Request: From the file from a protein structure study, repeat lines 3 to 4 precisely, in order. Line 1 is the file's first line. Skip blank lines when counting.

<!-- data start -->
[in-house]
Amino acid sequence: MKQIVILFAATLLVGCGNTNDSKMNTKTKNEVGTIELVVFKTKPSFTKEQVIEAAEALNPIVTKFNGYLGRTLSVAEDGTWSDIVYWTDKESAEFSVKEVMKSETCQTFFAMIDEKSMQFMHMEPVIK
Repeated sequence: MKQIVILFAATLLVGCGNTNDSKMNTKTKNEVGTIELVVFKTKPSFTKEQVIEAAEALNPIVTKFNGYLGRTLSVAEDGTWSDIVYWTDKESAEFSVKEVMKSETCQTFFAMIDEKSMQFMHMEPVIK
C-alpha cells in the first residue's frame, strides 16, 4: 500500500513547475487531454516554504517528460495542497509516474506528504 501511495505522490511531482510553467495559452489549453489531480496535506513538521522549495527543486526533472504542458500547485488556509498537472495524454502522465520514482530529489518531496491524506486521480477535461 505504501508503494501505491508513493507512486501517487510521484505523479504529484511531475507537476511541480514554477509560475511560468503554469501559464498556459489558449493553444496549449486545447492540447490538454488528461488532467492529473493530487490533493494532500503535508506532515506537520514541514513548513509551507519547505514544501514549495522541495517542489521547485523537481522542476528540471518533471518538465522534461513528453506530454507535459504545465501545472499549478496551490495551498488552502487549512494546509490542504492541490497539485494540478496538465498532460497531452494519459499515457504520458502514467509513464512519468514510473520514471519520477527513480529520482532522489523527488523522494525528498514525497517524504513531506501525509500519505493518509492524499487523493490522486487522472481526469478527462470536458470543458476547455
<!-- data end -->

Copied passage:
Repeated sequence: MKQIVILFAATLLVGCGNTNDSKMNTKTKNEVGTIELVVFKTKPSFTKEQVIEAAEALNPIVTKFNGYLGRTLSVAEDGTWSDIVYWTDKESAEFSVKEVMKSETCQTFFAMIDEKSMQFMHMEPVIK
C-alpha cells in the first residue's frame, strides 16, 4: 500500500513547475487531454516554504517528460495542497509516474506528504 501511495505522490511531482510553467495559452489549453489531480496535506513538521522549495527543486526533472504542458500547485488556509498537472495524454502522465520514482530529489518531496491524506486521480477535461 505504501508503494501505491508513493507512486501517487510521484505523479504529484511531475507537476511541480514554477509560475511560468503554469501559464498556459489558449493553444496549449486545447492540447490538454488528461488532467492529473493530487490533493494532500503535508506532515506537520514541514513548513509551507519547505514544501514549495522541495517542489521547485523537481522542476528540471518533471518538465522534461513528453506530454507535459504545465501545472499549478496551490495551498488552502487549512494546509490542504492541490497539485494540478496538465498532460497531452494519459499515457504520458502514467509513464512519468514510473520514471519520477527513480529520482532522489523527488523522494525528498514525497517524504513531506501525509500519505493518509492524499487523493490522486487522472481526469478527462470536458470543458476547455